The Fundamentals of Copywriting

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How easily do we skip Ads in our day-to-day life? Because they are everywhere Ads are something which people avoid like a plague. So with this scenario, grabbing the attention of your target group through your ads is quite close to winning a war on the battlefield. The entire responsibility to do this, however, falls on the shoulders of the Copywriter. The copy is the heart of any Ad and writing that copy is essentially an art that copywriters master over the years. Here are some basic ground rules or fundamentals that you can keep in mind to write a copy that cannot be ignored or overlooked!

1. No One is Interested in Reading your Copy

Before you even start thinking about how you should frame a copy. Fit this in your head very straight and clear: Nobody really gives a damn about your copy. This is a golden lesson that I learned from Steven Pressfield. He basically talks of an Ad copy as just a transaction that you undergo with your audience. They give you your time. And in return, you must give them something which is worth their time. This is an interpreted gist of what he says in one of his blogs which you can find here.

So by his principle, when you are writing an Ad copy, focus on what can you give your reader in return of his time? And it better be good. Your Ad copy needs to be precise, honest, interesting, useful and possibly funny for it to be worth the readers time. With this base in mind, you can easily carve a successful Ad copy for your product.

2. Fewer Words. More Meaning

This in a way is a continuation of the first point. When you’re focused on making the Ad Copy worth the reader’s time, one of the biggest responsibility that you have on your head is to not waste your reader’s time. So try to insert all the information that you need in the shortest way possible while also keeping it quite simple to comprehend. So boil your message down to the shortest version of it without losing the essence and you have a great copy for yourself!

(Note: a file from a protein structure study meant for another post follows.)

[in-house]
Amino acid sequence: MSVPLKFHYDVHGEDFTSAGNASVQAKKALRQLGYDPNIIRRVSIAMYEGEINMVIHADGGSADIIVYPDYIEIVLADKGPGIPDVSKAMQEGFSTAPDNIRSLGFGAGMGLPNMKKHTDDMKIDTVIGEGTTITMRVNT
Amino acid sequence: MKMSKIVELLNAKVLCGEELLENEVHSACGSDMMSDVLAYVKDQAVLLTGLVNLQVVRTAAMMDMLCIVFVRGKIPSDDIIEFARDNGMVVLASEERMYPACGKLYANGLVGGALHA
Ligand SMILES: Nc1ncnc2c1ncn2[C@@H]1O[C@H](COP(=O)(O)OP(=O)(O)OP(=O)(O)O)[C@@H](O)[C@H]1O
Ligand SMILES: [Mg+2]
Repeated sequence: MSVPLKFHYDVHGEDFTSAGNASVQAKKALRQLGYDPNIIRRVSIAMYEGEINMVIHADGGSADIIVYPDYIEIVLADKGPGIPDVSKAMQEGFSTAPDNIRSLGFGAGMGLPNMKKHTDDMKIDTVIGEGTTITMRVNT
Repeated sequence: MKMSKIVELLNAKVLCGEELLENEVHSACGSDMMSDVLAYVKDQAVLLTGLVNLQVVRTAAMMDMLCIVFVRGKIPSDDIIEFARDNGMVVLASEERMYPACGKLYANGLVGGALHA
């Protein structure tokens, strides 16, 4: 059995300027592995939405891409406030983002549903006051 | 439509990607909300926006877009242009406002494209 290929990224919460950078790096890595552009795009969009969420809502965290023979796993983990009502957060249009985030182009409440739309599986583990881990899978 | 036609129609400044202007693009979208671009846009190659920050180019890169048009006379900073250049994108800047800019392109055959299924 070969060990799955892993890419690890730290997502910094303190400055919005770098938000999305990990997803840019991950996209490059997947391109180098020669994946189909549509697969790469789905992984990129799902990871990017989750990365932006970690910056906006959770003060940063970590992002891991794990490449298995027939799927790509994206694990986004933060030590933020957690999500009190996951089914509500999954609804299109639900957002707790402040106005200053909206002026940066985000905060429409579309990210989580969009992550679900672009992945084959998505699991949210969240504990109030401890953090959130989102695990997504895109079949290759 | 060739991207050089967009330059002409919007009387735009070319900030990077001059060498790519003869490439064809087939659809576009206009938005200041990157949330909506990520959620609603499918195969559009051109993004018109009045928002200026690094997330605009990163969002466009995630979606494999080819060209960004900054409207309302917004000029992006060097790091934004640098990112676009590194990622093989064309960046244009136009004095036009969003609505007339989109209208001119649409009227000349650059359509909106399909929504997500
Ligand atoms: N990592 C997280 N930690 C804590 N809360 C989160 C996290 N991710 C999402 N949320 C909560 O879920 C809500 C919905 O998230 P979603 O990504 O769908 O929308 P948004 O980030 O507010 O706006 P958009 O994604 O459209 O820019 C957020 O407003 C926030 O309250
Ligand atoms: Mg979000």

3. A Ton of Research


In the pressures of deadlines and workloads, shortcuts can be tempting to opt for. But you have to put in the work to come up with an exceptional Ad copy. It takes time, and you might think what difference does it make anyway, but it really does. It is like the oil-based primer a painter uses before making a masterpiece, so that colors glide smoothly on the canvas. So spend hours reading about your product, it’s competitors, where it came from, who founded it, what are the general interests of the target customer of the product, etc. These are just a few important questions you should touch on but once you start researching I am sure questions will flow into your mind as you keep opening new tabs of knowledge! So get on it!

4. The 5Ws and 1H

This is probably the most important point in this listicle so grab a pen & paper! Once you have these pointers in place, you can’t really go wrong.

What is the product that you want to sell?
The key here is to understand what is the Unique Selling Proposition(USP) of your product? What is it that makes your product stand out from your competitor’s product. What quality of the product is so appealing that the user will have to go for it. Once you have it down, make sure that the USP is well highlighted in your copy. It essentially comes down to turning the best features of your product into benefits that your consumers can reach. To get in-depth knowledge on how exactly to do this you can check out this online class.

Why are you writing this Ad Copy?
You need to know what is the client’s end goal with this Ad Copy. Is it to increase the sales of the product, or is it to increase brand recognition, or it to introduce a new product? The outcome makes a lot of difference in how an Ad copy needs to be framed. So find your end goal.

Who is your Target consumer?
Ask yourself what does your ideal customer profile looks like. Their gender, age, location, likes, dislikes, the standard of living, income, and everything you possibly can find out about your target group. The step into their shoes. If they are to come across your ad, what will make them buy the product or at least pay enough heed to read your entire Ad copy?

When & Where is the Ad going to be placed?
Another important thing to know before you write the copy is where is your ad going to be placed. It could be an outdoor billboard ad, or a newspaper ad, or a digital ad. The placement of the ad makes a world of difference in how to write the copy. A billboard ad will be more picture-centric and will have very fewer words, while a digital Ad can contain some more details. Time also plays an important role here, what day is it going to go up, what time, etc.

How should the user feel after reading your ad?